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    Connavar

    Connavar New Member

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    Conn Iggulden is the HF for my siblings. Two of my brothers,one sister read all his books.

    Simon Scarrow is for them too.

    Conn is great, he is Forrester in today's HF, realistic,great characters,great action.
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    Rosemary

    Rosemary The Wicked Sword Maiden

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    Re: Fictional history is best. And that’s the truth

    Loved history at school, although mostly the more ancient history.

    I enjoyed Peter's Brother Cadfael novels as well.

    However, my favourite is the series written by Edward Rutherfurd, starting with Old Sarum. A lot of research went into his books.

    Another good series I really enjoyed but I'm afraid I have forgotten the author was about LLewelyn, King of Ireland and his descendants.

    I find that reading FH makes me want to do more research into the subjects, almost as enjoyable as reading the books! :)
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    Connavar

    Connavar New Member

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    I feel the same about wanting to read more history books about the stories,period you read.

    Nautical,historical times I didn't find interesting before reading a good HF book about them.
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    rdenning

    rdenning New Member

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    Yes I agree that a good historical fiction can really educate you about a period. I think the trick is that fiction makes you see and experience the world THROUGH the eyes of a character which you have become attached to and care about and so you start to experience the world as if you were there and that has to be the best way. That is why living history events are so popular.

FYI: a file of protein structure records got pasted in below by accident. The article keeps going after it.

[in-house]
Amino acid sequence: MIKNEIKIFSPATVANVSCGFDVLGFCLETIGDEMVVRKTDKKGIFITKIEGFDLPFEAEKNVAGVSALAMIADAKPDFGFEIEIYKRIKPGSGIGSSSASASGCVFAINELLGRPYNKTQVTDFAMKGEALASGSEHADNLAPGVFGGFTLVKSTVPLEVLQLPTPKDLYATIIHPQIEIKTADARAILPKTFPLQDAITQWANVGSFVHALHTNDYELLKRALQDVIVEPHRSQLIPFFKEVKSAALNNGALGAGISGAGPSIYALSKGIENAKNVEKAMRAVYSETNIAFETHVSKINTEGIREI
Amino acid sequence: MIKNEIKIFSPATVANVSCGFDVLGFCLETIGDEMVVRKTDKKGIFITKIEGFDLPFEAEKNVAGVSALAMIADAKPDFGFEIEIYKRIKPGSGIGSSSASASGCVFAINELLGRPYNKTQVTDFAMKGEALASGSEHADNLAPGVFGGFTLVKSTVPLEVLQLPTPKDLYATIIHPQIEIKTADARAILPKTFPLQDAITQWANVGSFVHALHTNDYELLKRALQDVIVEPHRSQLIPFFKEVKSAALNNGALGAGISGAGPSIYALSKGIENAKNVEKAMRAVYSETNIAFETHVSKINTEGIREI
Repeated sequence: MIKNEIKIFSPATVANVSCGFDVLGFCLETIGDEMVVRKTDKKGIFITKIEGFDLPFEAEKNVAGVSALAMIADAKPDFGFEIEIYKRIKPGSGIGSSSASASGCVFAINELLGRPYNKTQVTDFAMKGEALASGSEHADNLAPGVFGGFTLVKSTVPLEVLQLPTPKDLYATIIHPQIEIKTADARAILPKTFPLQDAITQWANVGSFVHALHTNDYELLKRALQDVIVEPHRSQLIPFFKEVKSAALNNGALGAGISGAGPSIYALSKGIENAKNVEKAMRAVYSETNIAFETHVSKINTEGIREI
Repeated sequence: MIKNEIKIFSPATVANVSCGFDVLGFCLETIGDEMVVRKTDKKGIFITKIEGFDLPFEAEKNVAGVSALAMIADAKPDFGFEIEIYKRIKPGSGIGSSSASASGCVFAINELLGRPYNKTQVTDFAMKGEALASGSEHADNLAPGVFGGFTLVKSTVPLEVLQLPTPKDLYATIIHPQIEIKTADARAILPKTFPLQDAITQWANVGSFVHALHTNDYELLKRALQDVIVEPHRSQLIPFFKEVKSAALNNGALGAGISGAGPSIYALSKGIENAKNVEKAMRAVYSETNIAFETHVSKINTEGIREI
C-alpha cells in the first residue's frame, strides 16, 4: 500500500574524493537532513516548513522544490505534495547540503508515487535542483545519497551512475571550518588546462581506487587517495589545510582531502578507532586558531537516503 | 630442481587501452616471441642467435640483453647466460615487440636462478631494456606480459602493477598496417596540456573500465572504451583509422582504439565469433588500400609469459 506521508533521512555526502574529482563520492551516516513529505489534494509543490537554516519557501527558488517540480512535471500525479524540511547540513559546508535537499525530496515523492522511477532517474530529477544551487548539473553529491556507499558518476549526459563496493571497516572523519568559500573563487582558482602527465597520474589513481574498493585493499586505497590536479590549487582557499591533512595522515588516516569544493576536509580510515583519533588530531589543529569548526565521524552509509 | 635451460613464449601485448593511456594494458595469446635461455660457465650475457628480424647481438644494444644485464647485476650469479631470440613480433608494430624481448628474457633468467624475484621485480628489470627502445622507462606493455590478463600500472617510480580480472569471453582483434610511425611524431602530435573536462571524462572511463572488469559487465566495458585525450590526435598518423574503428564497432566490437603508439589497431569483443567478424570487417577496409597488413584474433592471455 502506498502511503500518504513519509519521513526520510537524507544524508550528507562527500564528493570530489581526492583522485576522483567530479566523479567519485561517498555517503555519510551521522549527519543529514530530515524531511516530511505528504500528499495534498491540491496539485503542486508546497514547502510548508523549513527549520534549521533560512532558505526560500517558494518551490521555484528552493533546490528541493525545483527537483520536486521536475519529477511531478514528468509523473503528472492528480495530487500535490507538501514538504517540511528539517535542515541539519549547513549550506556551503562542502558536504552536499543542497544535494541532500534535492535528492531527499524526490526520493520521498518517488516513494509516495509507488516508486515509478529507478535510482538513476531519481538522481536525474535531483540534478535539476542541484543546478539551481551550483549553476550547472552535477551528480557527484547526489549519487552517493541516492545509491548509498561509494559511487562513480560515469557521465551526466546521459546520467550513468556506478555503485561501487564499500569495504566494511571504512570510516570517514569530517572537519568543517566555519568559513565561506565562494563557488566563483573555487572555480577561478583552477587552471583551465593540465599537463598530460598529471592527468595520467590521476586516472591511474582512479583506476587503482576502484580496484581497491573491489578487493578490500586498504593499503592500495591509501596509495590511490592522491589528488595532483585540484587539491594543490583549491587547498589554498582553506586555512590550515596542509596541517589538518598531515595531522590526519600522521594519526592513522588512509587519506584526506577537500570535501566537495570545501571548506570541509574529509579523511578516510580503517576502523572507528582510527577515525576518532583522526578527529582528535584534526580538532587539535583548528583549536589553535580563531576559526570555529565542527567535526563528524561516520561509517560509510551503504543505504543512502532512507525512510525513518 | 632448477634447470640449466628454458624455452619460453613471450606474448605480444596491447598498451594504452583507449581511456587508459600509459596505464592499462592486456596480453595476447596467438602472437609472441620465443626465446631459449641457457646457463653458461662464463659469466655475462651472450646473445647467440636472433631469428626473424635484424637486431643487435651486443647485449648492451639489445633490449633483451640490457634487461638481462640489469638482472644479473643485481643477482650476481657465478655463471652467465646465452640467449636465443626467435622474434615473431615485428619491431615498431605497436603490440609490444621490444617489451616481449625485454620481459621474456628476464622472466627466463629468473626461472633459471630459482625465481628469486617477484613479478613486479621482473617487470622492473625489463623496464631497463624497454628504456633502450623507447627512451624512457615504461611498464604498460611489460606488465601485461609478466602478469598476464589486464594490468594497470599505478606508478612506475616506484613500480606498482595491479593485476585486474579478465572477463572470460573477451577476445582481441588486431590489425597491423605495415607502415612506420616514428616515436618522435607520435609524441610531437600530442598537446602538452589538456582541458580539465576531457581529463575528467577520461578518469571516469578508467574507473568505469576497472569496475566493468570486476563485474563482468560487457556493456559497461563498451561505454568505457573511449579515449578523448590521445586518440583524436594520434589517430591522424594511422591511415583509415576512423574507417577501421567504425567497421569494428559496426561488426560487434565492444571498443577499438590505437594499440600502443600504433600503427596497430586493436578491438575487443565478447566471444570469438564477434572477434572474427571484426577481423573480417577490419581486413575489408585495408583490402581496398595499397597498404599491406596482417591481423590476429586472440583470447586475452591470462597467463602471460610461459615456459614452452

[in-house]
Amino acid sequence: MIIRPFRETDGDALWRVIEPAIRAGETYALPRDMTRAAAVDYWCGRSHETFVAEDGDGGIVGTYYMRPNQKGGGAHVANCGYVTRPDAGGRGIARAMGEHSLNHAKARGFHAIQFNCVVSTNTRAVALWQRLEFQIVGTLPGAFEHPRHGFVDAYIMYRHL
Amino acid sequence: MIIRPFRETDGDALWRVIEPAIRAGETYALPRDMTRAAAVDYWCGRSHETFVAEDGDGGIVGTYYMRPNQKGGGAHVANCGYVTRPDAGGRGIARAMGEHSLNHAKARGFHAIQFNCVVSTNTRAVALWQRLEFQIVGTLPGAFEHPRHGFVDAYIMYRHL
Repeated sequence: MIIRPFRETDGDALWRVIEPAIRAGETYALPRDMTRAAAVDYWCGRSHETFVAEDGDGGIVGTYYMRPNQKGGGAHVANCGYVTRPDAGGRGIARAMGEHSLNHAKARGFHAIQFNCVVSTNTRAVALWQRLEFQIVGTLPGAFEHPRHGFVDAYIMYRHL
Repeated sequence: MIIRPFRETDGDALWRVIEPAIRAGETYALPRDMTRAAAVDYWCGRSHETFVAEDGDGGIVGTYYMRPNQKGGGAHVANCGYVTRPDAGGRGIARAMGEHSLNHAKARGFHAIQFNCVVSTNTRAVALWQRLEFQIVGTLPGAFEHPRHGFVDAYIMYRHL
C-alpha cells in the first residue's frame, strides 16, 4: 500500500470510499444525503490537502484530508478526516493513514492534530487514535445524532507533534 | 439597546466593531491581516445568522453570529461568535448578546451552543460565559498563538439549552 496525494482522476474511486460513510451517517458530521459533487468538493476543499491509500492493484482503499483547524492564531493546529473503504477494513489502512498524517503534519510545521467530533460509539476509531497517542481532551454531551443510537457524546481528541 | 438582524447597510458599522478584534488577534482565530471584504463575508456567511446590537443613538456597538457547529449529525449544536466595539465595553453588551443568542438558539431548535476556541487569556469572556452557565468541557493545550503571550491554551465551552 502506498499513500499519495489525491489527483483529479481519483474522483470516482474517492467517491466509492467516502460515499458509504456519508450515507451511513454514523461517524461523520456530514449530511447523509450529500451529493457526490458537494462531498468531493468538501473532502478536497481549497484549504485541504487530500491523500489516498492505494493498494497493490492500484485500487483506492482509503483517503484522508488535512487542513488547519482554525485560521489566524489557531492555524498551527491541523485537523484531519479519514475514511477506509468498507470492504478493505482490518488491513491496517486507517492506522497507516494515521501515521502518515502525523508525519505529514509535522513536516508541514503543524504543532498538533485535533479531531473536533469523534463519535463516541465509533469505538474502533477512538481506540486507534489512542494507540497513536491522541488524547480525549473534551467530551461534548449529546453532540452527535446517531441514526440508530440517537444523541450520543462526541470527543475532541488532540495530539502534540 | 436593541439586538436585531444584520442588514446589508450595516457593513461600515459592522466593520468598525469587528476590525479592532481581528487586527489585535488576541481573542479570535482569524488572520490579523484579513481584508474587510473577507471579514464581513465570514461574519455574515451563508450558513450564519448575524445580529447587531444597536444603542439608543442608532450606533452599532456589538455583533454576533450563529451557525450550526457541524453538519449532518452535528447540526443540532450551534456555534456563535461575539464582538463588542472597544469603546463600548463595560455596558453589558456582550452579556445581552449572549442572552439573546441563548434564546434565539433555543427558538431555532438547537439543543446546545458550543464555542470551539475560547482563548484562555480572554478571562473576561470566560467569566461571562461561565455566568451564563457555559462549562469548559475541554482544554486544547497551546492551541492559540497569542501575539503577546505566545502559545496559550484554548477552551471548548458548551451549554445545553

There is a potential weakness however in that the reader has to be aware that the writer may be taking liberties with history and sometime radical changes. Take films like Braveheart as an example. So I usually check out the history AS WELL after I have read the book.
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    paranoid marvin

    paranoid marvin Run VT Erroll!

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    Re: Fictional history is best. And that’s the truth

    In my opinion the best historical fiction concetrates on the minutaie. No need to mess with historical fact, as that's interesting enough as it is ; but concentrating on the characters of the period, their thoughts opinons and actions, really bring history to life.

    We know what famous histoical characters did and what heppened in the period they lived ; but what where their hopes and fears? And what of the courtiers, landowners or peasants ; the ordinary folk of whom the history books rarely speak. Historical fiction is a great way of speculating on how people lived their lives from day to day.